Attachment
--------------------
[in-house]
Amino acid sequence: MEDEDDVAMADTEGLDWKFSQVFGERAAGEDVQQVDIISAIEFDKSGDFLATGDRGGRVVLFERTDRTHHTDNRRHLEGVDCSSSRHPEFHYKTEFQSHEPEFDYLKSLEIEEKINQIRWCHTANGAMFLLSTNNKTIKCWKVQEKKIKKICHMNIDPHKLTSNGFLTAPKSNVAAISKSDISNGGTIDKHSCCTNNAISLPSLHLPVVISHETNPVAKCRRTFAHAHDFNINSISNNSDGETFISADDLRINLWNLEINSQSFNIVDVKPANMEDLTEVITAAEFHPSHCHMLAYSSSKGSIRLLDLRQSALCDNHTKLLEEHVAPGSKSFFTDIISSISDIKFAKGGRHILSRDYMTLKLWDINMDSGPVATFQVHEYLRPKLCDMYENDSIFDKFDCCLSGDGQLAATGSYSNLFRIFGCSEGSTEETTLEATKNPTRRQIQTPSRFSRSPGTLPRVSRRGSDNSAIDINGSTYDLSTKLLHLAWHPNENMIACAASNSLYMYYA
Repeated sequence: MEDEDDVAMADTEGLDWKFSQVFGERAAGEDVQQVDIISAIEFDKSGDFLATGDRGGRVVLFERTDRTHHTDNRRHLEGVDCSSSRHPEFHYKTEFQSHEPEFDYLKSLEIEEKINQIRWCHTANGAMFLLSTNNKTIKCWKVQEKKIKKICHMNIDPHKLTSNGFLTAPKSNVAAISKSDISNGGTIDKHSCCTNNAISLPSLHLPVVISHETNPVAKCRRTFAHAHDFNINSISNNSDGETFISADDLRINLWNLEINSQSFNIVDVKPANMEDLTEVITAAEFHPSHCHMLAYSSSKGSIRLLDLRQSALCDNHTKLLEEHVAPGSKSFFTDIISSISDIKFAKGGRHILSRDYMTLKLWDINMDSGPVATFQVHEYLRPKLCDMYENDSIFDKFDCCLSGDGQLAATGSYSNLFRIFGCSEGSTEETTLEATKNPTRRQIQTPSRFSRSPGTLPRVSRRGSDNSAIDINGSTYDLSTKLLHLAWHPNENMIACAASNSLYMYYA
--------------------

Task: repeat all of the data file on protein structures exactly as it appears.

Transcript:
[in-house]
Amino acid sequence: MEDEDDVAMADTEGLDWKFSQVFGERAAGEDVQQVDIISAIEFDKSGDFLATGDRGGRVVLFERTDRTHHTDNRRHLEGVDCSSSRHPEFHYKTEFQSHEPEFDYLKSLEIEEKINQIRWCHTANGAMFLLSTNNKTIKCWKVQEKKIKKICHMNIDPHKLTSNGFLTAPKSNVAAISKSDISNGGTIDKHSCCTNNAISLPSLHLPVVISHETNPVAKCRRTFAHAHDFNINSISNNSDGETFISADDLRINLWNLEINSQSFNIVDVKPANMEDLTEVITAAEFHPSHCHMLAYSSSKGSIRLLDLRQSALCDNHTKLLEEHVAPGSKSFFTDIISSISDIKFAKGGRHILSRDYMTLKLWDINMDSGPVATFQVHEYLRPKLCDMYENDSIFDKFDCCLSGDGQLAATGSYSNLFRIFGCSEGSTEETTLEATKNPTRRQIQTPSRFSRSPGTLPRVSRRGSDNSAIDINGSTYDLSTKLLHLAWHPNENMIACAASNSLYMYYA
Repeated sequence: MEDEDDVAMADTEGLDWKFSQVFGERAAGEDVQQVDIISAIEFDKSGDFLATGDRGGRVVLFERTDRTHHTDNRRHLEGVDCSSSRHPEFHYKTEFQSHEPEFDYLKSLEIEEKINQIRWCHTANGAMFLLSTNNKTIKCWKVQEKKIKKICHMNIDPHKLTSNGFLTAPKSNVAAISKSDISNGGTIDKHSCCTNNAISLPSLHLPVVISHETNPVAKCRRTFAHAHDFNINSISNNSDGETFISADDLRINLWNLEINSQSFNIVDVKPANMEDLTEVITAAEFHPSHCHMLAYSSSKGSIRLLDLRQSALCDNHTKLLEEHVAPGSKSFFTDIISSISDIKFAKGGRHILSRDYMTLKLWDINMDSGPVATFQVHEYLRPKLCDMYENDSIFDKFDCCLSGDGQLAATGSYSNLFRIFGCSEGSTEETTLEATKNPTRRQIQTPSRFSRSPGTLPRVSRRGSDNSAIDINGSTYDLSTKLLHLAWHPNENMIACAASNSLYMYYA